A warm welcome to Author Marina Adair!
This savvy author and self admitted Twitter Nut visits with us about her writing, watching Wipe Out and her NEWLY released book, Kissing Under the Mistletoe!!
MA: A) There was no more room in my head, B) my husband claim’s it’s cheaper than therapy, and C) when I was a kid I was sick—a lot. Meaning that some years I spent more days at home with my grandma watching the morning line-up of The Price is Right and Wheel of Fortune—yes, there was a time when Pat Sajak and Vanna White ruled both day and nighttime television—than in school. When my hour of TV time was up, and the make-up work was complete, I would lie on the couch and create stories to entertain myself.
The first time I remember making-up a story from start to finish I was seven. My dad took me to see Xanadu, staring Olivia Newton John, and when I got home I strapped on my white roller skates with the hot-pink wheels, went in the yard and skated around to the film’s 8-track reenacting the movie. Later that night I hid under the covers with a flashlight and my Barbies and create an elaborate story about Olivia’s character: Kira was a runaway muse (I had no idea what a muse was but it sounded cool) who knew karate and got by in the world singing in dive bars and roller skating. Over the years, the plotlines shifted, the characters evolved, but there was always a Happily Ever After. It wasn’t until I became a mom and realized there were no children’s books that had heroines who looked like my Vietnamese-born daughter that I sat down and wrote my first book. Children’s books weren’t my thing, but I kept writing and eventually found my voice and passion in romance novels.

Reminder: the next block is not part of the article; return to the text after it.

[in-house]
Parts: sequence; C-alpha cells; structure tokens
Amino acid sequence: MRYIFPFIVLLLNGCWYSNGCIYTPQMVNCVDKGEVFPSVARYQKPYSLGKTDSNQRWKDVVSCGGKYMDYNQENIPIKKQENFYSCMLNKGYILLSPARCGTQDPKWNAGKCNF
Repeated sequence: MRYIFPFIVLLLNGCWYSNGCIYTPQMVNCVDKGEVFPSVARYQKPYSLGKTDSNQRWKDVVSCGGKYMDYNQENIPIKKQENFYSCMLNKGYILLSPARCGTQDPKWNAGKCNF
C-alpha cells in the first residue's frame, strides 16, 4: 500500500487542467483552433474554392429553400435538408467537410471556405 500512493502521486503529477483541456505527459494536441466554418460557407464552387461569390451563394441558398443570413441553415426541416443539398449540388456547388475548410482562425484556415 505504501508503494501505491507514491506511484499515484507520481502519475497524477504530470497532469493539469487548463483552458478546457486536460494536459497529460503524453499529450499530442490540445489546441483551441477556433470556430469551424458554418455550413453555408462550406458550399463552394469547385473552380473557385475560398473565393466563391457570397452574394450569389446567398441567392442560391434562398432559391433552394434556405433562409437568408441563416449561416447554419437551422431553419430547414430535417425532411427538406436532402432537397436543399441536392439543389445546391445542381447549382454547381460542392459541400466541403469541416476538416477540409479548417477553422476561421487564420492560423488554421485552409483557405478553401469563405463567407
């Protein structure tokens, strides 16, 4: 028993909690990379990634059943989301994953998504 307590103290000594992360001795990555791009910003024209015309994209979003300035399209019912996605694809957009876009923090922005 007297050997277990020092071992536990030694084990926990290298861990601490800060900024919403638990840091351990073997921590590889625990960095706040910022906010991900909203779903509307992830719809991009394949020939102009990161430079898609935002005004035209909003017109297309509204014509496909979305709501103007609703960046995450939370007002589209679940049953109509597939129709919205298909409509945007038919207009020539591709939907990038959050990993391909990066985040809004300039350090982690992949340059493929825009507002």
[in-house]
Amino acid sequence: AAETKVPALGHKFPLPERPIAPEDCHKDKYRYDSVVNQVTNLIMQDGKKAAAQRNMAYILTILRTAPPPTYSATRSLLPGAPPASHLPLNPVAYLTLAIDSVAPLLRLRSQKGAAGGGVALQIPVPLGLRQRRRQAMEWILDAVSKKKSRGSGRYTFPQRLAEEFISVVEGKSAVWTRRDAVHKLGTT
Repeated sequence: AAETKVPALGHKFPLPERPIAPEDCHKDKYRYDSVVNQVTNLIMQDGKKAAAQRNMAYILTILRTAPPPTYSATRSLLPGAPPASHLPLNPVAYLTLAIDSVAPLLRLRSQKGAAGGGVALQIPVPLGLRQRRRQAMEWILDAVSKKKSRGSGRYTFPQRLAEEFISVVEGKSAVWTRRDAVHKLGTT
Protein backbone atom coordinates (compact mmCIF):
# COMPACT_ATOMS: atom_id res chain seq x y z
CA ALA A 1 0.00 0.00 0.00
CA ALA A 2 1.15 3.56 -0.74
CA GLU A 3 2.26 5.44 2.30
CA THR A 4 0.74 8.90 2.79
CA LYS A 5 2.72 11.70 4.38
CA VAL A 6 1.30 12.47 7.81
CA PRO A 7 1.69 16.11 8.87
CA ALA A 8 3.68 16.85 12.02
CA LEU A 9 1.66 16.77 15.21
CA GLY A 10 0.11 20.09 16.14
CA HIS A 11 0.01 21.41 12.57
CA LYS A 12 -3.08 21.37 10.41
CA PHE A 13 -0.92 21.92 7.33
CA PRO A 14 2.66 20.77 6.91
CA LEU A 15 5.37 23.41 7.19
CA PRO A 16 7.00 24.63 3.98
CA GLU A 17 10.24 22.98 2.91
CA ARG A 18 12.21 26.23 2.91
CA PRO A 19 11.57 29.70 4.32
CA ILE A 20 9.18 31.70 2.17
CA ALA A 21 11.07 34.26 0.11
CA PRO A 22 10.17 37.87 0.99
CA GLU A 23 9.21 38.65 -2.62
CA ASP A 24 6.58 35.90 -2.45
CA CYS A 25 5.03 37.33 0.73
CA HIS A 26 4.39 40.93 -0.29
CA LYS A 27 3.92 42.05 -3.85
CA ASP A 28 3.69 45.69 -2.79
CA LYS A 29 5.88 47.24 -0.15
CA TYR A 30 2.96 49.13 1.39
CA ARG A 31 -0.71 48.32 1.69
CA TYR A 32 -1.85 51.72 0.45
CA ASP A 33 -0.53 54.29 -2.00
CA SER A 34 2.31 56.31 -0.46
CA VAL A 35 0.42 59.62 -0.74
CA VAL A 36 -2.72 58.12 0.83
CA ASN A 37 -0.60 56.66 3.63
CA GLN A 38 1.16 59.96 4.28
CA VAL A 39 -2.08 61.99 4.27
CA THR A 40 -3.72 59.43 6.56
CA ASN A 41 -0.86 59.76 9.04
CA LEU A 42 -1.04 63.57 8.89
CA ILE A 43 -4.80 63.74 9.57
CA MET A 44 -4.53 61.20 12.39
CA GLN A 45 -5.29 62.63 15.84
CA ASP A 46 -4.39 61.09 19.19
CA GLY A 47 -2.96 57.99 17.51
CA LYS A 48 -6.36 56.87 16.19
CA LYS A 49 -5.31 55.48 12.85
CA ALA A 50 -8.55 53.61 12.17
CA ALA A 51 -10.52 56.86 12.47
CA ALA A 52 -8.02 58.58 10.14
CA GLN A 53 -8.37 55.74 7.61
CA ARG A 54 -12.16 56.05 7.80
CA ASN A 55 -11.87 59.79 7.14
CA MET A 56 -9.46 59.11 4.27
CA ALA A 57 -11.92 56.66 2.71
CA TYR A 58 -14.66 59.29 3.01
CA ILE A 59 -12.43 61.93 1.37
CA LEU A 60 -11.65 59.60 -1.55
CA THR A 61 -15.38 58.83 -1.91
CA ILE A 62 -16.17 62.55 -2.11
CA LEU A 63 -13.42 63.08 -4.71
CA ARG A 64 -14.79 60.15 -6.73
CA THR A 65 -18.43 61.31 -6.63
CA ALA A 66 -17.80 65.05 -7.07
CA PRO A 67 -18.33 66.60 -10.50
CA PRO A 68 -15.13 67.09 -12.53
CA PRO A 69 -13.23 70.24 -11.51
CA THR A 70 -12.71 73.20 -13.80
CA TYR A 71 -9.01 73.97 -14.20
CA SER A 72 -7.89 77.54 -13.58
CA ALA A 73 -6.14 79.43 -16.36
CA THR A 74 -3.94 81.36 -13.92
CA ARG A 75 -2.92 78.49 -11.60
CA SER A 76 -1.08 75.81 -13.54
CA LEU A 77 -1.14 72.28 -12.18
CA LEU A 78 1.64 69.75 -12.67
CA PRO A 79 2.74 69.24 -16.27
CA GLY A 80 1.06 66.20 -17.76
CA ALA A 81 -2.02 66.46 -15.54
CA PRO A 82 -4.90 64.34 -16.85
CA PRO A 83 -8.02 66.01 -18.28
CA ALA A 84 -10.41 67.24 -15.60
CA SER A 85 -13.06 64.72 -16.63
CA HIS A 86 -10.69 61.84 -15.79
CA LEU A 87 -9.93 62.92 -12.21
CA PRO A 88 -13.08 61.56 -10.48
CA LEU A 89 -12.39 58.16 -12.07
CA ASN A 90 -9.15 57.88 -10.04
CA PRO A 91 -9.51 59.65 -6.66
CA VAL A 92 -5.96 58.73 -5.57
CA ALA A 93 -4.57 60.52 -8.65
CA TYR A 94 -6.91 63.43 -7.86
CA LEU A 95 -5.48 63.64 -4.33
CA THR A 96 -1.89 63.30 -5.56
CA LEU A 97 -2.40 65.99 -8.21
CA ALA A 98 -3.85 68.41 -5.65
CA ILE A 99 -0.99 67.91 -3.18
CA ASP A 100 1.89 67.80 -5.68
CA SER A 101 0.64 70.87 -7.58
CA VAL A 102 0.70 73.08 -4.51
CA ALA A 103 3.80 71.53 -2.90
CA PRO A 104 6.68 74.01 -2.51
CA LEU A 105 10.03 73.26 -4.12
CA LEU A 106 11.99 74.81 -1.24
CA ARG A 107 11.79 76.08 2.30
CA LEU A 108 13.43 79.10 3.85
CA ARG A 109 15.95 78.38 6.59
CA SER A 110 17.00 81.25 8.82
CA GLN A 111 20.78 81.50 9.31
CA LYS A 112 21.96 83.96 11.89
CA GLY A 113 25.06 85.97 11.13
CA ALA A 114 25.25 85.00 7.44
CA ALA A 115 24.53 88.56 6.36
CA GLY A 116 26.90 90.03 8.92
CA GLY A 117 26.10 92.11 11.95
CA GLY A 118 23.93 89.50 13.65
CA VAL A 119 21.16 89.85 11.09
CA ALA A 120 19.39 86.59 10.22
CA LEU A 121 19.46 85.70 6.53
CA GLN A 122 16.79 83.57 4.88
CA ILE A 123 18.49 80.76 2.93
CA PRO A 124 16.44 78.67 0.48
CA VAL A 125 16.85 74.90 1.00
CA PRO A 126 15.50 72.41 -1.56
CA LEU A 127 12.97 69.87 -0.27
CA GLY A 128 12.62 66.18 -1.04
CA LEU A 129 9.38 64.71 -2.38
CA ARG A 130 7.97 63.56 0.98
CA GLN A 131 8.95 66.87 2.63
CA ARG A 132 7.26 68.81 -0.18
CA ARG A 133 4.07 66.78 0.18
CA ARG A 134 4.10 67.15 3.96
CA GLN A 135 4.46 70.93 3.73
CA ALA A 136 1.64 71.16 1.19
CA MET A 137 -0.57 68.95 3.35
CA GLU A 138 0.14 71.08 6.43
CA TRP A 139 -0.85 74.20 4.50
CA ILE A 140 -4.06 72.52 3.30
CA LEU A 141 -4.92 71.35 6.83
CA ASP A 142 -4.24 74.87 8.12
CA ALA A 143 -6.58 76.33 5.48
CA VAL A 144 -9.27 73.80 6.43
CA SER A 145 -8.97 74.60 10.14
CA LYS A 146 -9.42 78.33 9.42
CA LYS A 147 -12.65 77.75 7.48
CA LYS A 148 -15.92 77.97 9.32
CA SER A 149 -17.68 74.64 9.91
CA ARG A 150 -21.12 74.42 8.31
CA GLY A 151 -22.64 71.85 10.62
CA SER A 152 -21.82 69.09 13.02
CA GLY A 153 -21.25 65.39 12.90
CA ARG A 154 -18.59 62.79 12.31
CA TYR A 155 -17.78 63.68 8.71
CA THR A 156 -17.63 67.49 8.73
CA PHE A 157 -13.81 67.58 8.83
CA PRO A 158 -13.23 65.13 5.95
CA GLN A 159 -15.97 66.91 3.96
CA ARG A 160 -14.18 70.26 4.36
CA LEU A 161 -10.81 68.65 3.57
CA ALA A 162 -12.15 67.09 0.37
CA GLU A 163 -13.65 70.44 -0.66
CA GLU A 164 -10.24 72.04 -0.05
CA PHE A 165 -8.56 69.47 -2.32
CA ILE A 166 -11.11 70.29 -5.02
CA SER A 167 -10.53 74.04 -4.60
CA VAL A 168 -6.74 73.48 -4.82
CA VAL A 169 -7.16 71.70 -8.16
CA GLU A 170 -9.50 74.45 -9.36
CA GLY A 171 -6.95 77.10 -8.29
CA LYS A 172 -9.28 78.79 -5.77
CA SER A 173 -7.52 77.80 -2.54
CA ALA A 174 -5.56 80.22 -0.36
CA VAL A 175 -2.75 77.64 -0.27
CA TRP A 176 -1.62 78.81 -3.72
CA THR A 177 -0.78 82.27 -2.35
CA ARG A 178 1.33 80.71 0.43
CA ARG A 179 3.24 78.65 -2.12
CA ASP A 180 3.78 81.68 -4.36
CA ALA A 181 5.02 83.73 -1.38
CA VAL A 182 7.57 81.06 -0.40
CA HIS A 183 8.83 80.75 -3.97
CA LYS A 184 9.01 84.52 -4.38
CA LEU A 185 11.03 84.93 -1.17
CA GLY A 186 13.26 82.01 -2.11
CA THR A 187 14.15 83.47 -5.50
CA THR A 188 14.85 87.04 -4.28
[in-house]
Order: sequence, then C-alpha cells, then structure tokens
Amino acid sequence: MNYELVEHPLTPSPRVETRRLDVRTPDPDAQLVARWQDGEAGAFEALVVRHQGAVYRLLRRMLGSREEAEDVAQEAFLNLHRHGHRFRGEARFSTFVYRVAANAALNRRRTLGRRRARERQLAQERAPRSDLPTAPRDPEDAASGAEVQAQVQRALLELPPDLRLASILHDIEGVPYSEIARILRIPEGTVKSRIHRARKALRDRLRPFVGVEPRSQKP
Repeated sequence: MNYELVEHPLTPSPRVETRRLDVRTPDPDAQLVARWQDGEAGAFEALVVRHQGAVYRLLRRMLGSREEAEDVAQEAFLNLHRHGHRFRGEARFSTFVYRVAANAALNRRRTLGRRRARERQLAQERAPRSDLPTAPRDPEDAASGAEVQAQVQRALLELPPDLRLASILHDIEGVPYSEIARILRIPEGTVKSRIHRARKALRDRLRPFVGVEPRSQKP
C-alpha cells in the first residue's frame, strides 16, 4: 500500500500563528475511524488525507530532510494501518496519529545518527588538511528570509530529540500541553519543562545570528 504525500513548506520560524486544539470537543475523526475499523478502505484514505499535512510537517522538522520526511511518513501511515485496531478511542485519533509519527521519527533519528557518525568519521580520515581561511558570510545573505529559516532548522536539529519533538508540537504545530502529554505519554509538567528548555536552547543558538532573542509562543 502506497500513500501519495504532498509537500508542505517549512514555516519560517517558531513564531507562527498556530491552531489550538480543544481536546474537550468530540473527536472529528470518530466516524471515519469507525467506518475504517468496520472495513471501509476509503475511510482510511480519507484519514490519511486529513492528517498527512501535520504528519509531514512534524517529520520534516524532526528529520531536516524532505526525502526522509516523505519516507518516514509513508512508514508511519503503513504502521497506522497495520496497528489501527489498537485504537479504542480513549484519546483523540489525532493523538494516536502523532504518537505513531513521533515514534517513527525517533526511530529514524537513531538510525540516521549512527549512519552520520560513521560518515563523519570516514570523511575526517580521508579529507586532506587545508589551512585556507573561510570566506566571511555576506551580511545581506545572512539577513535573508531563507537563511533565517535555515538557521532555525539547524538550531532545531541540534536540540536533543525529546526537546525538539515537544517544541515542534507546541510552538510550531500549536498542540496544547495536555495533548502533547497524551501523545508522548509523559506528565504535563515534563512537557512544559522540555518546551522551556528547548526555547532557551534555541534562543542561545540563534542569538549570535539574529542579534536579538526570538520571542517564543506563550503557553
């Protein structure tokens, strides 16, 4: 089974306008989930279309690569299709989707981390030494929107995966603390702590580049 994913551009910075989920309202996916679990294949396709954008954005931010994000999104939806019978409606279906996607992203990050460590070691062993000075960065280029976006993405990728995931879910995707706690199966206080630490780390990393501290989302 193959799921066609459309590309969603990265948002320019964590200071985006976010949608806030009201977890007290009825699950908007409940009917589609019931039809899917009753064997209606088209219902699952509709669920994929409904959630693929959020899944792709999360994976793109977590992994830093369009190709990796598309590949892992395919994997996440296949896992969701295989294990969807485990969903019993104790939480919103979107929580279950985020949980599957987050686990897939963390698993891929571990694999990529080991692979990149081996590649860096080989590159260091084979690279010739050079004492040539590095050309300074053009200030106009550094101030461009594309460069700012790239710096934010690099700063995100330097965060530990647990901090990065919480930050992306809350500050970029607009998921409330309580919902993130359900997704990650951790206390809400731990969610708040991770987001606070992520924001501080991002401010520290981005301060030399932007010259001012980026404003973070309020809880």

Other than writing, is there anything else you'd rather be doing?
Reading. Watching Wipeout with my family, because, really, what is funnier than people falling down? Oh, and eating burgers! I love cheeseburgers. The only thing better in this world that eating a big, juicy burger, is eating a big, juicy burger with and iced cold beer . . . while figuring out how to create world peace.
When did you get serious about writing?
I got serious about my writing when I finished my first novel 4 years ago. I got serious about my writing career when I got my sixty-third rejection. I know, weird, right? But I figured that if 63 people didn’t like my plot, voice, heroine . . . pick one and insert, then maybe I had chosen the wrong career. If I was a surgeon and my first 63 patients found me lacking in the rudimentary skills needed to excel in that field I’d most likely be fired…or in jail.
Devastated, I called the only published author I knew and cried. It was ugly. Every Dear Author woe came out sputtering and snot coated. But Hannah Jayne, being a great friend, brought me a bottle of wine, a box of chocolates, and when I was good and drunk said, “Real writers get rejected. Get over it. Write another book.” So I did. I tried my hand at romance, my favorite genre, and discovered that my voice worked, I did know how to weave plots, and my characters came alive on the page. More importantly, I realized that my first novel wasn’t the OR and I wasn’t a surgeon yet. I was a first year student in med school. It took me three more novels to actually make it to the OR, and even now, after seven novels completed, I feel like I am still completing my residency.